There are comparatively few of these, however, for many so-called amateurs are really semiprofessionals, engaged more or less in the production of bindings for profit. This applies both to teachers and those who are not engaged in teaching. The net result, however, of the growth of interest in this country has been to develop a certain number of binders who do work of the first class.
This, taken in connection with the professional binders who do commercial work entirely, renders it unnecessary nowadays for the lover of good books to send them abroad to be bound. While the best work in this country equals that done abroad, there are comparatively few binders who are capable of producing work that measures up to the standard of the best foreign binders. Aside from the scarcity of first-class workers, we must consider the question of cost; and as labor of all kinds is better paid in this country, it follows that binders here cannot, as a matter of fact, compete in price with those abroad, and it may be that this is one of the reasons why so much work is still sent to foreign countries.
The amateur who begins work with a view to becoming a good binder should in every possible way cultivate a liking not only for the special work he undertakes, but also for allied lines of art, and will do well to observe the following maxims:
1st.. Learn to care for really well-bound books by familiarizing ones self with such bindings and with fine editions of good literature, worthy of fine bindings.
2d. To make careful study of the details of mechanism, beauty and adaptation of fine binding; and also to gain accurate knowledge of the discrepancies and dangers that beset inferior work.
3d. To make perfection the goal of every effort.
To do ones absolute best with every stroke of work, from least to greatest, and to condone no failures save through renewed knowledge, ability and effort to do better.
The simplest textbooks for a beginner are:
Bookbinding, by J. W. Zaehnsdorf, Bookbinding for Amateurs, by W. J. E. Crane. , Bookbinding and the Care of Books, by Douglas Cockerell. Brander Matthewss , Bookbindings, Old and New, may be consulted with pleasure and profit.
While not a technical handbook, it gives one a brief view of the history and styles of the art. These are inexpensive and may be had through any bookstore. One of the first questions asked by the seeker after knowledge along this line is, what constitutes the difference between a well bound book and the ordinary book of commerce? It is surprising how small the percentage is of persons who have any definite knowledge as to what the elements of a good binding are. Knowledge on this subject has spread very slightly, and only among a very limited class of people; so it is always necessary to explain carefully to the inquirer just what makes this difference. The binding of a book is described in the two technical terms, forwarding and finishing.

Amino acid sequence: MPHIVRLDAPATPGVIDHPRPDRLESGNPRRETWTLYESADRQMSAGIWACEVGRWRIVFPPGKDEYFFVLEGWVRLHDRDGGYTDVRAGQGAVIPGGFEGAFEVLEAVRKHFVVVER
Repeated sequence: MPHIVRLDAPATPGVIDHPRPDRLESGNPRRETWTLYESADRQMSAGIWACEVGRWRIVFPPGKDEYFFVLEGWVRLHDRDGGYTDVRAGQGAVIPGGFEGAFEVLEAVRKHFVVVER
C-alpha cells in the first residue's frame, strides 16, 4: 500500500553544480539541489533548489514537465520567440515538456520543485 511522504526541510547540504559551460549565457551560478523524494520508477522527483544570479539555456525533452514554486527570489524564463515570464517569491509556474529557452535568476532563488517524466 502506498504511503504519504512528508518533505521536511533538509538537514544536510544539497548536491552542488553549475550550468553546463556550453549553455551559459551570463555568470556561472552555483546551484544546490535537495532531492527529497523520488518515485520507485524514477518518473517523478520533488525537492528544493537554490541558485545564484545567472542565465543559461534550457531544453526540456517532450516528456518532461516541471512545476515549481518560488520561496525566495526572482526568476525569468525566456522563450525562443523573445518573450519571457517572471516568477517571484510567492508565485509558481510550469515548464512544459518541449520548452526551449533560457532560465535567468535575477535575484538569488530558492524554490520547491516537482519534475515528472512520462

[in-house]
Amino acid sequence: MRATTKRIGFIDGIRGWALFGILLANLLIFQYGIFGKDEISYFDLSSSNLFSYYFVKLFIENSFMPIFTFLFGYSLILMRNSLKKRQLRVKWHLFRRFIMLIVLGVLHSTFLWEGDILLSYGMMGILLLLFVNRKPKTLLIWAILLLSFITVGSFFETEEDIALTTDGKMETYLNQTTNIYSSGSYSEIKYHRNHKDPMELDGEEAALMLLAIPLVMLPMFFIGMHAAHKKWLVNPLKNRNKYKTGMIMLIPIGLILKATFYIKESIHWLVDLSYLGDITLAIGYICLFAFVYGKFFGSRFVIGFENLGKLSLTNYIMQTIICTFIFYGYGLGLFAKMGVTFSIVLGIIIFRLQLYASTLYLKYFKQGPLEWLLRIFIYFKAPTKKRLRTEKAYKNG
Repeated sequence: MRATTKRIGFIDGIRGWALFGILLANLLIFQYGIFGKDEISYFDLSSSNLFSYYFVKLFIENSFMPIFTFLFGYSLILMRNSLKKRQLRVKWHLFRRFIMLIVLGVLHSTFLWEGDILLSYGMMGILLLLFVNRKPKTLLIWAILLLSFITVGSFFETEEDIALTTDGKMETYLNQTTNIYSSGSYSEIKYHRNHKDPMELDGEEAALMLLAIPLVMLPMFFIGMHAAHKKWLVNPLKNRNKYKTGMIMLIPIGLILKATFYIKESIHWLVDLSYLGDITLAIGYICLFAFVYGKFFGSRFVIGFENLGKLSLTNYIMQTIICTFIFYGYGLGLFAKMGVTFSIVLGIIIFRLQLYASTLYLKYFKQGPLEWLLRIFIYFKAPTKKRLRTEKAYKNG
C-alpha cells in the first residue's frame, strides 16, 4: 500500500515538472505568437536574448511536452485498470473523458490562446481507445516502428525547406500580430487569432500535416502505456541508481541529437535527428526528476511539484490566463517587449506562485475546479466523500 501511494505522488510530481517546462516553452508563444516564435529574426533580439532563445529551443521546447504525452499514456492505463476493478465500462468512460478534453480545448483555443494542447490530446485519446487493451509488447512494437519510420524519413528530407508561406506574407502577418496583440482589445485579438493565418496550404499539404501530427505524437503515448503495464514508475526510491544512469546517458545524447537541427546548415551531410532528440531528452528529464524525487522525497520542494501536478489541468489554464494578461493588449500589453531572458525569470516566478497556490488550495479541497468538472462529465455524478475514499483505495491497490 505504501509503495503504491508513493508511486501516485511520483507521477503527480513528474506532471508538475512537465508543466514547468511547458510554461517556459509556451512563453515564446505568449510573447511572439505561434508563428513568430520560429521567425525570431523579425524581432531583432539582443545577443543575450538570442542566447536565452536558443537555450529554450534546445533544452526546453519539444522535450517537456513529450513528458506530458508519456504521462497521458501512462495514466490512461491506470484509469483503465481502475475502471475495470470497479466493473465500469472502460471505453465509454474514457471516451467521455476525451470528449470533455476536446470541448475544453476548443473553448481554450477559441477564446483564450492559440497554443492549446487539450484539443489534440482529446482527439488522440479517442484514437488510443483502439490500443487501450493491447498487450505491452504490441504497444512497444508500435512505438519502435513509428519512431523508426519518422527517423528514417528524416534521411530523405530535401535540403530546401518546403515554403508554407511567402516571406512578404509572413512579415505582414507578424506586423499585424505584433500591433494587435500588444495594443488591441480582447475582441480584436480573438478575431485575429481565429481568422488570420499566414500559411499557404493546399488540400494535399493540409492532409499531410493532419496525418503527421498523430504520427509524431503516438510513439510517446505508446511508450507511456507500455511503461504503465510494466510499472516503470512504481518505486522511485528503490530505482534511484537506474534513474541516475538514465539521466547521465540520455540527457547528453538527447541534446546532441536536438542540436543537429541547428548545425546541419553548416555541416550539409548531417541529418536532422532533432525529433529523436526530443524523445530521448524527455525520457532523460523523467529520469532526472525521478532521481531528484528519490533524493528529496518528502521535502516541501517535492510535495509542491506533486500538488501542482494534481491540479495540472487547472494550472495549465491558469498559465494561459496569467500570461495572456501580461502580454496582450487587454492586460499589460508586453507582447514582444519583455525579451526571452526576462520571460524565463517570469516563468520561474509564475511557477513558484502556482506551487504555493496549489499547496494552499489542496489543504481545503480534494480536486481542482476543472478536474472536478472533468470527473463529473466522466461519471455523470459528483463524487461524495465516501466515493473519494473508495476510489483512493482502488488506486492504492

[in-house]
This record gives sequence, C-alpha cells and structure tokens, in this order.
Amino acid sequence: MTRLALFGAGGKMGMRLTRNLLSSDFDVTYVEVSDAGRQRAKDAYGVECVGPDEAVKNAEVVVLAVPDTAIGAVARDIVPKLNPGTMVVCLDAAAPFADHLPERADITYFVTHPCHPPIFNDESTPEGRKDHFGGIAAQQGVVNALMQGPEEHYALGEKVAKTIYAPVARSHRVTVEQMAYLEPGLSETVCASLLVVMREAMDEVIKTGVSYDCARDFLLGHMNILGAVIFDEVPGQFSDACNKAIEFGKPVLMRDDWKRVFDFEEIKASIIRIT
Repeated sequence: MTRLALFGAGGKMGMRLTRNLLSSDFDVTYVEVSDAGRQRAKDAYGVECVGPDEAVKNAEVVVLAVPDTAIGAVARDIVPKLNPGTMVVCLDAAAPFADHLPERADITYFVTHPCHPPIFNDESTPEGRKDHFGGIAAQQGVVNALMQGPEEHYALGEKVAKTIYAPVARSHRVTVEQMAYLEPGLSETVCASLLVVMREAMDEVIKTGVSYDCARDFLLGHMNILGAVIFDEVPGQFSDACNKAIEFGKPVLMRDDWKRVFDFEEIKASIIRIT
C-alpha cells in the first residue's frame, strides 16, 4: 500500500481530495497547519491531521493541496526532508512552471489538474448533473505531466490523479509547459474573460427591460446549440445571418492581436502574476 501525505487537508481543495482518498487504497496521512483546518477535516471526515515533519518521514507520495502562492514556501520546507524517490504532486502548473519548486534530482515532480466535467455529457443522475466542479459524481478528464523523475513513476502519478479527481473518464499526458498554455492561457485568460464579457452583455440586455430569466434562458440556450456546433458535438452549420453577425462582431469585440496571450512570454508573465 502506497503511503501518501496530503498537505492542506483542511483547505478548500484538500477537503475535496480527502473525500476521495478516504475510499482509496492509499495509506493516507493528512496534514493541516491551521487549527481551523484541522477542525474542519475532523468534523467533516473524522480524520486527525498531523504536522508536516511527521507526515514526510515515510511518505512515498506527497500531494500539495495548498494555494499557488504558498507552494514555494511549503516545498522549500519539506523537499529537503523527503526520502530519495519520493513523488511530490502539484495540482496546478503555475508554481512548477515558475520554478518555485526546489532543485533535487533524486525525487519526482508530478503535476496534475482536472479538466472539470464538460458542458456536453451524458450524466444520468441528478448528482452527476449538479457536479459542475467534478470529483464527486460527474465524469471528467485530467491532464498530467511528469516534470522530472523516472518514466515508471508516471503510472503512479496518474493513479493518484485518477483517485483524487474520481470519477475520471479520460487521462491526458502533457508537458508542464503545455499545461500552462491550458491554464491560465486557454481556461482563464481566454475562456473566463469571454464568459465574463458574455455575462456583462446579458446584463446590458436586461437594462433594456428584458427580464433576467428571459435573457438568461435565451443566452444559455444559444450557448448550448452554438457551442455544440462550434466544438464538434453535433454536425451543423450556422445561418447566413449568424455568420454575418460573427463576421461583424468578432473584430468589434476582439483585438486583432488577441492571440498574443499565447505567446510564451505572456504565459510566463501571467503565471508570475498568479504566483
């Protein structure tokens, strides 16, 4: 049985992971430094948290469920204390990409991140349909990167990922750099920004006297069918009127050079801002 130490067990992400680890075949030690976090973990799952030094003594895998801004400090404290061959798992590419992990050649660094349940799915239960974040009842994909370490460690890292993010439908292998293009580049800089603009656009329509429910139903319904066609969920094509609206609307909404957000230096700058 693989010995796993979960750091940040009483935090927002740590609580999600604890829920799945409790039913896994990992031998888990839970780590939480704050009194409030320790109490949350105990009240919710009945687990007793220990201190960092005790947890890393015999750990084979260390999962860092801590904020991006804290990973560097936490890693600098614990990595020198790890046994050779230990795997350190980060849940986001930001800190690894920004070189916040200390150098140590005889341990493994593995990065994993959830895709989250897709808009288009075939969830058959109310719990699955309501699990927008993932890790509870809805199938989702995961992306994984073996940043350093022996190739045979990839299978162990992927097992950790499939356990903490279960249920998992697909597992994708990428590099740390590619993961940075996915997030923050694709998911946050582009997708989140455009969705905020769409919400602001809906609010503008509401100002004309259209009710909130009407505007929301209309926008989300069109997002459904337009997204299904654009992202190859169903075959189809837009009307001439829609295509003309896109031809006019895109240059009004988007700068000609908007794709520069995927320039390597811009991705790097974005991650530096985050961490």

Forwarding covers collating, cleaning, sewing, backing, head-banding, putting on the leather, everything, in fact, that prepares the book for decorating and lettering. Finishing comprises the designing of cover decoration, tooling of sides and back, as well as whatever decoration is done on the inside of the cover.
The ordinary book of commerce, which is generally sold in boards with a cloth or paper cover, is really not bound at all. The book is sewn by machinery, and the cover, which is technically known as a casing, is also made by machinery, in many cases being applied by the same machine. The connection between this so-called cover and the book itself is of the very slightest nature. The tapes or cords on which the book is sewn are held to the cover simply by one thickness of paper, and in some instances by one thickness of crinoline. The book is not strongly sewn, and it has no head-bands, save in some instances a strip of material (manufactured by the yard) pasted on in lieu of the head-bands, this being an imitation of the real thing.
A well-bound book, on the other hand, is properly sewn with linen or silk on linen cords; these cords are laced into each board in so firm a manner that it is impossible to remove the board without cutting the cord or tearing the boards to pieces. The head-bands are then worked on the book itself, these being made of a strip of vellum standing on edge and entirely covered with silk thread, each head-hand being fastened to the book in from three to five places, thus becoming an integral part of the book itself when it is finished. The boards are then covered either entirely or in part with leather, which is a further strong connection between the cover and the book proper. The leather may either constitute a half, a three-quarters or a full binding. The book is then properly decorated either with a simple title or with whatever elaboration or decoration is desired.